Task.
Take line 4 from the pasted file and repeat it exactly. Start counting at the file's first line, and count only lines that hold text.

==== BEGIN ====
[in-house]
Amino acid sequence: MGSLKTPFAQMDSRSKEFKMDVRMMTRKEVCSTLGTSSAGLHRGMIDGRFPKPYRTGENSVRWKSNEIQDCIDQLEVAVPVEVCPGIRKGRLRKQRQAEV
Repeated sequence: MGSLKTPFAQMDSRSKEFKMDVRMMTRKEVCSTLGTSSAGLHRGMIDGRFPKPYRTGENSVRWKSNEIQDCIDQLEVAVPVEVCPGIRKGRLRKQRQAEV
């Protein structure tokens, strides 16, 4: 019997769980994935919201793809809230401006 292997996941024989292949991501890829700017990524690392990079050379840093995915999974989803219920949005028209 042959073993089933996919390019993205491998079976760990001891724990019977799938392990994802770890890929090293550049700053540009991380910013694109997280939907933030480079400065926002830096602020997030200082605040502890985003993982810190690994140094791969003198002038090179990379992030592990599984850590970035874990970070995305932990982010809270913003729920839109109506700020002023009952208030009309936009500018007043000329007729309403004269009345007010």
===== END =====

């Protein structure tokens, strides 16, 4: 019997769980994935919201793809809230401006 292997996941024989292949991501890829700017990524690392990079050379840093995915999974989803219920949005028209 042959073993089933996919390019993205491998079976760990001891724990019977799938392990994802770890890929090293550049700053540009991380910013694109997280939907933030480079400065926002830096602020997030200082605040502890985003993982810190690994140094791969003198002038090179990379992030592990599984850590970035874990970070995305932990982010809270913003729920839109109506700020002023009952208030009309936009500018007043000329007729309403004269009345007010």